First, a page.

The Era’s Most Fashionable Tobacco Product
Immigration and New York’s Nineteenth-Century Cigar Industry
In 1880, the New York City area was the cigar-making capital of the United States. For centuries, pipe tobacco and snuff had been the most sought-after commodities throughout the Atlantic World. Beginning in the 1840s, the arrival of skilled cigar-makers from Europe, particularly German immigrants, gave rise to a robust cigar-manufacturing industry in the Americas.
Small shops with fewer than three skilled workers—usually men who rolled cigars by hand—initially dominated the trade. The introduction of cigar molds in the 1870s simplified the process and subdivided production, creating opportunities for unskilled laborers and women. By the turn of the twentieth century, cigar factories with fifty or more workers became common, as did the practice of outsourcing piecework to immigrant and working-class families living overcrowded, factory-owned tenement buildings.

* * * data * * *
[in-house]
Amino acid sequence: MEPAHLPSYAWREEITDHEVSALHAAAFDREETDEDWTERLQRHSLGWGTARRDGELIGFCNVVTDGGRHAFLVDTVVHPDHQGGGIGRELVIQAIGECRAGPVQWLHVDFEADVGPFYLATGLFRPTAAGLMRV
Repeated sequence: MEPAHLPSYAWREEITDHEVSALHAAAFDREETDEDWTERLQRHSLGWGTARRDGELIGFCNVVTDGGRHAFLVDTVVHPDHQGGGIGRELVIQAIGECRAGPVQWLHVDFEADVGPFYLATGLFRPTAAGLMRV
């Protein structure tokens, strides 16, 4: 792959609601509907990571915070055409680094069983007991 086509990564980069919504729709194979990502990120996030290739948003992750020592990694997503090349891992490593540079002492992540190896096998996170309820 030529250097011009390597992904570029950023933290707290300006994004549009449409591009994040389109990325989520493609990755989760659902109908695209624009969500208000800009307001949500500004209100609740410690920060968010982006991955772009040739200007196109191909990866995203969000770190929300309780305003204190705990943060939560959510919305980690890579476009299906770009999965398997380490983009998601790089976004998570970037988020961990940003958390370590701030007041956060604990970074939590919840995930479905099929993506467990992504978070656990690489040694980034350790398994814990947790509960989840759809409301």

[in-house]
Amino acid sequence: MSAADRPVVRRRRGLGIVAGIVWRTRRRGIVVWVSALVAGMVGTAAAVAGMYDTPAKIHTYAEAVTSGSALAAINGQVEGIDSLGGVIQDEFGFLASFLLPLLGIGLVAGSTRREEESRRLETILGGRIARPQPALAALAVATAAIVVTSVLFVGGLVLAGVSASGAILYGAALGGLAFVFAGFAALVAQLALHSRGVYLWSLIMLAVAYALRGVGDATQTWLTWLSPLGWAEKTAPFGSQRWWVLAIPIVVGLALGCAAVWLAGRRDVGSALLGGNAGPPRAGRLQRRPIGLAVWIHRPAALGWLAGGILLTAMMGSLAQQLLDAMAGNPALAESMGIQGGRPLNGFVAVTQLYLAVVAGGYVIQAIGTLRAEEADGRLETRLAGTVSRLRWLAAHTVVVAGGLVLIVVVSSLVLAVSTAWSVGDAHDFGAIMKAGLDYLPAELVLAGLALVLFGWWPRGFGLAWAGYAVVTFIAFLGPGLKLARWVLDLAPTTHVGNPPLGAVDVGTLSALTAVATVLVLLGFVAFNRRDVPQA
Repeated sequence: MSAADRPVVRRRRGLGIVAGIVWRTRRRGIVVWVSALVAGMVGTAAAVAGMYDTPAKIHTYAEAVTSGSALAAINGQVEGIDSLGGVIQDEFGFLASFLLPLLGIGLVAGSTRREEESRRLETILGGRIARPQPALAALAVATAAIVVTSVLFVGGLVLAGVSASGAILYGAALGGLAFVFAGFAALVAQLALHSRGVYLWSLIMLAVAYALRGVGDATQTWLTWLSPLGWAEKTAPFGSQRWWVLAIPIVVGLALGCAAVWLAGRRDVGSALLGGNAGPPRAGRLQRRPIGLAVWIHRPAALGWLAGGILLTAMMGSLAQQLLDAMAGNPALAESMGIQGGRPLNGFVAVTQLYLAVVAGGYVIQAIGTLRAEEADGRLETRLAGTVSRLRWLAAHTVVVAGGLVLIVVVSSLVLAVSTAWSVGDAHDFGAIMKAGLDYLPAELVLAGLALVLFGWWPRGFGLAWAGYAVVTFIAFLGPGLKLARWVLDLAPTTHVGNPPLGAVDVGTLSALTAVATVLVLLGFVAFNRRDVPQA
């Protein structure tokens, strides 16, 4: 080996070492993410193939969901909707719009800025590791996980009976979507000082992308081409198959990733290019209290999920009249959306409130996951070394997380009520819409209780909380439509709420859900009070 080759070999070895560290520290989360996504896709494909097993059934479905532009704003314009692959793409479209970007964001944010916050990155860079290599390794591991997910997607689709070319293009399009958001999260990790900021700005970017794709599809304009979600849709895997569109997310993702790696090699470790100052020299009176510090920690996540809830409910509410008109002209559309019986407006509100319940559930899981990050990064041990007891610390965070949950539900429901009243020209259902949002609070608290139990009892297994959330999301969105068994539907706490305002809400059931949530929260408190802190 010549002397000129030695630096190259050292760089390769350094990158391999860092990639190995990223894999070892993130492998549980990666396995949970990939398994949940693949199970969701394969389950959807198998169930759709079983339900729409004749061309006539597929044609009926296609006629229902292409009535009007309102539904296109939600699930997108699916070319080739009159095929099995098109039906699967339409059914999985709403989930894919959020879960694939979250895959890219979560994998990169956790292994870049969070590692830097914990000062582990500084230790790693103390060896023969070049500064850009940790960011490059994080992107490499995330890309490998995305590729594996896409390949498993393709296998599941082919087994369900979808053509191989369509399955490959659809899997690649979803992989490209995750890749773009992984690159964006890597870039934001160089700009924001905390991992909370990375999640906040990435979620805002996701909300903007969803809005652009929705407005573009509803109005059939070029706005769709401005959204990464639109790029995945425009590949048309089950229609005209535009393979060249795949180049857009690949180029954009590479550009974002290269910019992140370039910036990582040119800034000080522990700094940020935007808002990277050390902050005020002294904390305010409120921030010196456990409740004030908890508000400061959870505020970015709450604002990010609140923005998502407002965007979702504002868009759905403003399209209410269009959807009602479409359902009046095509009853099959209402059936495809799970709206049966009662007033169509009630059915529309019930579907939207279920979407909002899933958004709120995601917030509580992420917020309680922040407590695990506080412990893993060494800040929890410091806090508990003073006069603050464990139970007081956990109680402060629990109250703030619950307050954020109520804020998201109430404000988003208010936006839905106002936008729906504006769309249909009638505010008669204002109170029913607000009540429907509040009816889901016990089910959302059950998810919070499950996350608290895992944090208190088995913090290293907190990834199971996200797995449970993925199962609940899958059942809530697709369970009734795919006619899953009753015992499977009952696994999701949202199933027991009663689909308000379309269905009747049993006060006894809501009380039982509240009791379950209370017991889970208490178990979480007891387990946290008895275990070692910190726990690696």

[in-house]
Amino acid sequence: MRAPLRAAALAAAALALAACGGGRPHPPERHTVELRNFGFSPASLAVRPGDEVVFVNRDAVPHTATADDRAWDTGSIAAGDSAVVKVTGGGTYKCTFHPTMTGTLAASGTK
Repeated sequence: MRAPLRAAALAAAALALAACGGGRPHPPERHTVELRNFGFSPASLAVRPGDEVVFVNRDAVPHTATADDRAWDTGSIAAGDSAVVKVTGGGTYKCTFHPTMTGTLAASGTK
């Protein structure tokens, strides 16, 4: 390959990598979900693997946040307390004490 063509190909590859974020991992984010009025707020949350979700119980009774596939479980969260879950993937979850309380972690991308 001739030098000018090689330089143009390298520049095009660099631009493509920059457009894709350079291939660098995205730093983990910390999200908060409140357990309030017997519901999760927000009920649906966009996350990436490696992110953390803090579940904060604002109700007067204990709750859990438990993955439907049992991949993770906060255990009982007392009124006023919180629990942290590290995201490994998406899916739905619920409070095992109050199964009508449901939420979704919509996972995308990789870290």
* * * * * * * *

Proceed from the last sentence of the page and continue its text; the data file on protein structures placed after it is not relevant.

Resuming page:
Independent tobacconist shops like those owned by Brooklyn’s Aschner family provided the public with tobacco products and accessories. German immigrant Abraham Aschner opened his first cigar shop in the 1880s and was later succeeded in the business by his sons. A. Aschner’s Sons eventually operated six cigar emporiums throughout Manhattan and Brooklyn. To attract customers, the Aschners placed show figures of American Indians prominently in front of their stores.